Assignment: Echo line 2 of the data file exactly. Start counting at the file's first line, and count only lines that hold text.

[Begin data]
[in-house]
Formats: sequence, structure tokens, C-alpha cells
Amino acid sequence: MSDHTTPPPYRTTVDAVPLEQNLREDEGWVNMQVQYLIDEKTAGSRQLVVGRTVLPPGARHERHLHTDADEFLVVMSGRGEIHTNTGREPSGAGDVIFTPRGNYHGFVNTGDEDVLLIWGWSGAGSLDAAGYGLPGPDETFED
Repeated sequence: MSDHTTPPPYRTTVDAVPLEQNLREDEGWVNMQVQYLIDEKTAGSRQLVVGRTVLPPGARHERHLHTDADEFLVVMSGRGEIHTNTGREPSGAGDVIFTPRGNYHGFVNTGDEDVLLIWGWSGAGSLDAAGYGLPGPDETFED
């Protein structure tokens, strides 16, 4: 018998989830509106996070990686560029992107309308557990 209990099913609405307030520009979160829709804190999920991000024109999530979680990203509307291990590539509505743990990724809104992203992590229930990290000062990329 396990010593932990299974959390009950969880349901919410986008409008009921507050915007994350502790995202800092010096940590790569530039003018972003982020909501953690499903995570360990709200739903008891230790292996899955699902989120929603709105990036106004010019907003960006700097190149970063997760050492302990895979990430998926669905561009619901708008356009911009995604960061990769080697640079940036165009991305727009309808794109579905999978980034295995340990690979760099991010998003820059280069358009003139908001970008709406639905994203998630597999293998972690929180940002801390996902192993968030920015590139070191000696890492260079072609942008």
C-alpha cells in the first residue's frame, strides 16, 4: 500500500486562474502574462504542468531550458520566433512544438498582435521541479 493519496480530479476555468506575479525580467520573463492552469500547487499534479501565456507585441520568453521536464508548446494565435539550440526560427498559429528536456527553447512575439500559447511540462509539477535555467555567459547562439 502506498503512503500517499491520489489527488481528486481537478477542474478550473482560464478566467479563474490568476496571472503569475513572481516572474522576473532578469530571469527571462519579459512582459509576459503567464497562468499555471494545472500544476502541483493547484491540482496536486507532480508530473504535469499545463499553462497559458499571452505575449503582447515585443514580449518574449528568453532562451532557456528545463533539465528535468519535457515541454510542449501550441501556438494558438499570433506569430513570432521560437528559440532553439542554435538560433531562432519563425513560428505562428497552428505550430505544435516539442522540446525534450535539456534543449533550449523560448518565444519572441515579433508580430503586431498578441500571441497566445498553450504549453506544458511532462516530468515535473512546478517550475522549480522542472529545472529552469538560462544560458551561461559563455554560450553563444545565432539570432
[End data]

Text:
Formats: sequence, structure tokens, C-alpha cells